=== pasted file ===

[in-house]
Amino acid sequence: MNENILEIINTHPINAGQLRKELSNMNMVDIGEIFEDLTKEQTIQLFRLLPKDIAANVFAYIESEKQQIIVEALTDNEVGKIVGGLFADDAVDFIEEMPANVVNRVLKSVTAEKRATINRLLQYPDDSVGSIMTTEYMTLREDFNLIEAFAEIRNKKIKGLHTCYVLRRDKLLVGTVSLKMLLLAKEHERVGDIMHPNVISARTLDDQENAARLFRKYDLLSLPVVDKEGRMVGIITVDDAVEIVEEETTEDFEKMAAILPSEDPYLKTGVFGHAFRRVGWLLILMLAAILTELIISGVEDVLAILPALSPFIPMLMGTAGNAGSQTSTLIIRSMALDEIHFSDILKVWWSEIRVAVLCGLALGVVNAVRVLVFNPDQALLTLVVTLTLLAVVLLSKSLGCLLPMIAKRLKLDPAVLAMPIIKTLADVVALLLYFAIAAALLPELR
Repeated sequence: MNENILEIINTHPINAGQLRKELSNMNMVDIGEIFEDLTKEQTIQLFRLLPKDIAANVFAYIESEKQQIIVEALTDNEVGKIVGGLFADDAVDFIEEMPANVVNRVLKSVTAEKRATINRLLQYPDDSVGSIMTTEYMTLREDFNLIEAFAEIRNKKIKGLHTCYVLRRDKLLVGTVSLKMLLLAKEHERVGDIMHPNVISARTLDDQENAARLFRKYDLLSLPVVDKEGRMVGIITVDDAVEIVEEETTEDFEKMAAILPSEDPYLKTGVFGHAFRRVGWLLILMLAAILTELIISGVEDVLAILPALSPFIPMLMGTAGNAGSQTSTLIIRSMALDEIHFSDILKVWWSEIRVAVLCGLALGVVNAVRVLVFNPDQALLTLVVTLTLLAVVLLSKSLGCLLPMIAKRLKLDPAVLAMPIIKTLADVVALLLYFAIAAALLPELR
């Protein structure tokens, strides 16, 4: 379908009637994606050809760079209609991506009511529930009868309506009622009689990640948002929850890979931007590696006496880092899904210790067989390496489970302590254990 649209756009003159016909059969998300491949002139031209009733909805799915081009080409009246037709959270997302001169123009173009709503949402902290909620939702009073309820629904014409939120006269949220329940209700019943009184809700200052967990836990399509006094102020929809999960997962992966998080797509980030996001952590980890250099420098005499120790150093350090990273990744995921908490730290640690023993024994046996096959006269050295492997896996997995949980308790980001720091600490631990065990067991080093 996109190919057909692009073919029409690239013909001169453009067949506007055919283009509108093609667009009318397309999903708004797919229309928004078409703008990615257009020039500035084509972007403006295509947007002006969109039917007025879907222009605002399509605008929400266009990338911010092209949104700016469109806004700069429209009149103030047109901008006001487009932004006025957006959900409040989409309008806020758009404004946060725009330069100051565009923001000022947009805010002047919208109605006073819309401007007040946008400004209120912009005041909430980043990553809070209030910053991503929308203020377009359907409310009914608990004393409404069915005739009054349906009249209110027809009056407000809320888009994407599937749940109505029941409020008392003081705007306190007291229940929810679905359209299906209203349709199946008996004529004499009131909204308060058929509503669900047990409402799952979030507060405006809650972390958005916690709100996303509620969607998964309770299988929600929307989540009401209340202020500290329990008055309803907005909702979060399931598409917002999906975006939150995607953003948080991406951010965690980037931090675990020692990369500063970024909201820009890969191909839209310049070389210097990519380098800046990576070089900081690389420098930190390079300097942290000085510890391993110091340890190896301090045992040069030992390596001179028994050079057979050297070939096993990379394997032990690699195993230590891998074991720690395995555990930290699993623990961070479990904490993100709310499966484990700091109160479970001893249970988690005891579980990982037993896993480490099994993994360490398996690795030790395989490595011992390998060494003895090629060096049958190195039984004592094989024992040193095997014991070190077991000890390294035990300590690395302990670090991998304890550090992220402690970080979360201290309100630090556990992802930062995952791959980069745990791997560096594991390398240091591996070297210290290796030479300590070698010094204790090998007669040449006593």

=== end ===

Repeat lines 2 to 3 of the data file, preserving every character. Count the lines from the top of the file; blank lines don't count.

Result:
Amino acid sequence: MNENILEIINTHPINAGQLRKELSNMNMVDIGEIFEDLTKEQTIQLFRLLPKDIAANVFAYIESEKQQIIVEALTDNEVGKIVGGLFADDAVDFIEEMPANVVNRVLKSVTAEKRATINRLLQYPDDSVGSIMTTEYMTLREDFNLIEAFAEIRNKKIKGLHTCYVLRRDKLLVGTVSLKMLLLAKEHERVGDIMHPNVISARTLDDQENAARLFRKYDLLSLPVVDKEGRMVGIITVDDAVEIVEEETTEDFEKMAAILPSEDPYLKTGVFGHAFRRVGWLLILMLAAILTELIISGVEDVLAILPALSPFIPMLMGTAGNAGSQTSTLIIRSMALDEIHFSDILKVWWSEIRVAVLCGLALGVVNAVRVLVFNPDQALLTLVVTLTLLAVVLLSKSLGCLLPMIAKRLKLDPAVLAMPIIKTLADVVALLLYFAIAAALLPELR
Repeated sequence: MNENILEIINTHPINAGQLRKELSNMNMVDIGEIFEDLTKEQTIQLFRLLPKDIAANVFAYIESEKQQIIVEALTDNEVGKIVGGLFADDAVDFIEEMPANVVNRVLKSVTAEKRATINRLLQYPDDSVGSIMTTEYMTLREDFNLIEAFAEIRNKKIKGLHTCYVLRRDKLLVGTVSLKMLLLAKEHERVGDIMHPNVISARTLDDQENAARLFRKYDLLSLPVVDKEGRMVGIITVDDAVEIVEEETTEDFEKMAAILPSEDPYLKTGVFGHAFRRVGWLLILMLAAILTELIISGVEDVLAILPALSPFIPMLMGTAGNAGSQTSTLIIRSMALDEIHFSDILKVWWSEIRVAVLCGLALGVVNAVRVLVFNPDQALLTLVVTLTLLAVVLLSKSLGCLLPMIAKRLKLDPAVLAMPIIKTLADVVALLLYFAIAAALLPELR